took to world record-breaking in
2004 after being inspired by a record-setting rally
driver in Kenya. What began as a hobby soon escalated
into an active publicity pursuit. Today, he promotes the
work of social and environmental causes. For these
purposes, the most fitting game plans are chosen; then
world titles are attempted and frequently created.
Wall Street Journal:
Shaking On It in Times Square
If you would like regular exposure from Alastair's activities, become his Sustaining Sponsor:
- A range of attempts annually
- Your brand in multiple media
- Distribute your own media releases
- Receive product endorsements
Behind every world record attempt is the expertise of professionals in their field.
Their success underpins Alastair's.
|They are listed here|
Most table tennis balls held underwater: 12
This is the story behind my world record for the Most table tennis balls held underwater.
Does this look easy? If I were asked that, my
answer would be based on how big my hands were. Actually, it is more
involved than that. The method and thought beforehand is far more
relevant. My own hands are definitely not the world's largest – I have
proof of that, and yet I was able to succeed at this world record.
That's because I spent considerable time thinking about how I would go
I had assembled, together with dozens of others,
at a public event in New Zealand. Everyone there had a common aim: to
be their best that day and to show it. Yes, it might sound quirky to
you, but my way of showing my best side was to hold table tennis balls
underwater. It was to be a satisfying challenge, and one I'd be proud
to add to my list.
Referees were instructing people, registrations
were taking place, other world record holders were being welcomed and
the atmosphere was generally one of anticipation. Once I'd completed my
formalities, I took my gear to an area on the grass where I could pay
full attention to my table tennis balls. With a towel, several packs of
table tennis balls, two stopwatches and a bucket full of cool water, I
knelt down. Members of the public gathered round. This didn't seem
tricky so people weren't looking apprehensive. Neither was I, actually.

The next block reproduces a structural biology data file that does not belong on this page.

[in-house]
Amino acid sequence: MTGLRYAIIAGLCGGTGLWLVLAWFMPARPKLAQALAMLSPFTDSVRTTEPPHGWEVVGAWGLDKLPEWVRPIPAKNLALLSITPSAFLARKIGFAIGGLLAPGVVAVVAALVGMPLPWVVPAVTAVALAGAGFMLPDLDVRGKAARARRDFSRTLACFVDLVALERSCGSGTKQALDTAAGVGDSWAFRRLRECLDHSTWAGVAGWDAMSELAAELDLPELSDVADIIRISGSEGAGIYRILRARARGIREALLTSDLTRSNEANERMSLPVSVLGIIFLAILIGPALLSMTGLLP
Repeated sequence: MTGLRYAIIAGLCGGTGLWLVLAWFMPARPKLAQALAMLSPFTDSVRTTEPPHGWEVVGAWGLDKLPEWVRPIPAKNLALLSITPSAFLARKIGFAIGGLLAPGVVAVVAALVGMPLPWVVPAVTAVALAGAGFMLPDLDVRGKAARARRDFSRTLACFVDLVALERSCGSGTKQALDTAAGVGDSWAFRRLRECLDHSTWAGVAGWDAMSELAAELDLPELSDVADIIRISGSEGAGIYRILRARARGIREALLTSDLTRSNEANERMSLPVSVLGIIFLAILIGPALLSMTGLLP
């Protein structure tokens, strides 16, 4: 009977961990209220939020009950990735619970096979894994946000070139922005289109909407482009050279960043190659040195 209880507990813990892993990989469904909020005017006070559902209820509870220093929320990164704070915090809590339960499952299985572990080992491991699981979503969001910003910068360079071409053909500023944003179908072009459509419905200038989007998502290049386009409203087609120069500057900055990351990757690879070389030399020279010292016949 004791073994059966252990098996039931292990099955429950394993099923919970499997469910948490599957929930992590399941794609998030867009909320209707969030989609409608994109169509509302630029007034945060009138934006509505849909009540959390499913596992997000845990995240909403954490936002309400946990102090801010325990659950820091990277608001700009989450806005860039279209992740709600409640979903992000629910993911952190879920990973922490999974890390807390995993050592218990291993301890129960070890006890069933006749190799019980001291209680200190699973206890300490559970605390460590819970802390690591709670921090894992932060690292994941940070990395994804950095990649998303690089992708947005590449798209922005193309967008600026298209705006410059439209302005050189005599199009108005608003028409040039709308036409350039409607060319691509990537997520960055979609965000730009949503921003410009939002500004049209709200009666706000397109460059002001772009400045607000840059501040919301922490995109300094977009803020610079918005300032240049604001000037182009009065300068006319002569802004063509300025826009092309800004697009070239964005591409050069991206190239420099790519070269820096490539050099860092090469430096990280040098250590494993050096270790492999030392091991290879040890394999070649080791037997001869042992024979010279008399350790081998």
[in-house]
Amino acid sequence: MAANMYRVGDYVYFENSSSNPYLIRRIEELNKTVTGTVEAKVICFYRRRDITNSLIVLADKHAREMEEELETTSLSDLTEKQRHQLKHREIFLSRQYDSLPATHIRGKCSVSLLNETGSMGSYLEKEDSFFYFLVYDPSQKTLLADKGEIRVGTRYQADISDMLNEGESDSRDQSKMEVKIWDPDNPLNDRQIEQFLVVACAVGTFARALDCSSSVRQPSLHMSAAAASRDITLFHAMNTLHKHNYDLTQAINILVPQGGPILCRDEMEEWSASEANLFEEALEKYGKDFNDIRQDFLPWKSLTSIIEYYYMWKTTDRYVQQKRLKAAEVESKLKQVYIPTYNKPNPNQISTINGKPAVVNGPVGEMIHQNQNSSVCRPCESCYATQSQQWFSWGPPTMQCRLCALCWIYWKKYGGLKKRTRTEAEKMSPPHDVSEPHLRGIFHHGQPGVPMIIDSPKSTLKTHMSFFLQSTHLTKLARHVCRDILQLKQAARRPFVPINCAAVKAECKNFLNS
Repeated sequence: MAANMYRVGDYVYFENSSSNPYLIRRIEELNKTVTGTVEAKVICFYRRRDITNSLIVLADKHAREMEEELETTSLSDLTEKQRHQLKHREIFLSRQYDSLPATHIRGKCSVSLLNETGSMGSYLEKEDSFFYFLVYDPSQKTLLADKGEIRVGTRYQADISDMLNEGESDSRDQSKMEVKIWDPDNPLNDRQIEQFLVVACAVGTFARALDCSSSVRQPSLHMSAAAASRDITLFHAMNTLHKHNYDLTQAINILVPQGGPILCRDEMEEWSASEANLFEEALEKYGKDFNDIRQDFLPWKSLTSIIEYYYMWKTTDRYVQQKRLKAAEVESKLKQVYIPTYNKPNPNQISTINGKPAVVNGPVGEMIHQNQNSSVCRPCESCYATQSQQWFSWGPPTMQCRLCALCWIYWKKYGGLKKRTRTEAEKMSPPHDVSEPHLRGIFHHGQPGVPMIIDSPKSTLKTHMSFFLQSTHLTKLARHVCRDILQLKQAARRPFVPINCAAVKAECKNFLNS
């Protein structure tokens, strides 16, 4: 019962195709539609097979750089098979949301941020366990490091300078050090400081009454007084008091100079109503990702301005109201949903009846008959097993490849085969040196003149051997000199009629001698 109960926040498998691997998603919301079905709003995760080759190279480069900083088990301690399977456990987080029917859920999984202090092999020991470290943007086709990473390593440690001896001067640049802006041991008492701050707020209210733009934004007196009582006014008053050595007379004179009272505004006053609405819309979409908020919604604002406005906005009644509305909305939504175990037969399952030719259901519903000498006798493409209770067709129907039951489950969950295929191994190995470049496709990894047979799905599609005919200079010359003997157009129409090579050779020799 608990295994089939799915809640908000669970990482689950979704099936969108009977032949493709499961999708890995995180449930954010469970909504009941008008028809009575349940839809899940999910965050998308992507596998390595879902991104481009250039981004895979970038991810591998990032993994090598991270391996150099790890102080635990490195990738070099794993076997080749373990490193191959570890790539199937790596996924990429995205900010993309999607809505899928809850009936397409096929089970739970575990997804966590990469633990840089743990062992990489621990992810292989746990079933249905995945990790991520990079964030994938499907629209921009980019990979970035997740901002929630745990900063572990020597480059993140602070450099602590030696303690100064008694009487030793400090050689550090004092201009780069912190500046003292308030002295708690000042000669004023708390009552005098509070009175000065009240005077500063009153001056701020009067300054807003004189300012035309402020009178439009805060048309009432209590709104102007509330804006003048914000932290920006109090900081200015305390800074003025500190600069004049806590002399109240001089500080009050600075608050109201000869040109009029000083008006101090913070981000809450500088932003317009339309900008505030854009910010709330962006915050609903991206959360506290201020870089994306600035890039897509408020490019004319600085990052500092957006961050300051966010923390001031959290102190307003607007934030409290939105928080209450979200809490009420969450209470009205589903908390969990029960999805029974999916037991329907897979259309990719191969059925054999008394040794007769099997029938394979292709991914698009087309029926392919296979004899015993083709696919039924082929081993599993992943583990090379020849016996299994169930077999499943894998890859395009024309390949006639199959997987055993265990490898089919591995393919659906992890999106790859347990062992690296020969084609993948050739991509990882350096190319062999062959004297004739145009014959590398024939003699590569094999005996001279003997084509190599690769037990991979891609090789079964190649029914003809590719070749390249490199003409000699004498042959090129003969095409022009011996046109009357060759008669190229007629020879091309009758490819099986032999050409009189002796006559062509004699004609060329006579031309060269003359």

Quite calmly, with witnesses and timekeepers in place, I began.
I quietly re-read the instructions. They were
simple, but all world record rules read simply at first. I had to use
one hand to lay all the balls in the other, then submerge the lot
without a single ball rising to the surface for a minimum time. I
hand I thought would control all the
table tennis balls better, I brought the towel closer while my other
hand picked up the first of the white and orange balls. I slowly packed
individual balls onto my palm, then on top of one another as the pile
grew. I had practised, so I suspected what was about to happen. The
stack came tumbling down. Not to worry, I told everyone, because it was
simply a matter of repeating the process. I did this perhaps six times.
Then, I got it right and submerged my hand. From trying this at home, I
knew it was important to thrust my hand into the bucket at a steep
angle in a similar fashion to a sea bird diving for prey. But as my
fingers struck the water surface, two balls popped up and drifted to
the sides of the bucket. I stopped immediately and reached for the
I repeated this until my hand, clasping the
highest number of balls I'd managed to hold so far, shot under the
water. I twisted my wrist and angled my elbow fast, as was meant to
happen... all very technical for my spectators. To me, however, this
was what it took to succeed. I'd do it no matter what others thought.
The timekeeper was watching intently, because this was the closest I'd
come to success and he knew I was excited. On his count, I released the
balls and they all came speeding up, splashing drops across my
clothing. We counted and double counted the balls before I began the
admin process my witnesses knew would be next. I had a good feeling
about this attempt, but I also knew I could not claim an official world
record until I'd mailed in the evidence and waited for the decision.
Easy, I thought, smiling at the faces peering
down at me. Ending this world record attempt was straightforward. I
tossed out the water, dried myself, then packed away the coloured balls
with the stopwatches and towel. We were done!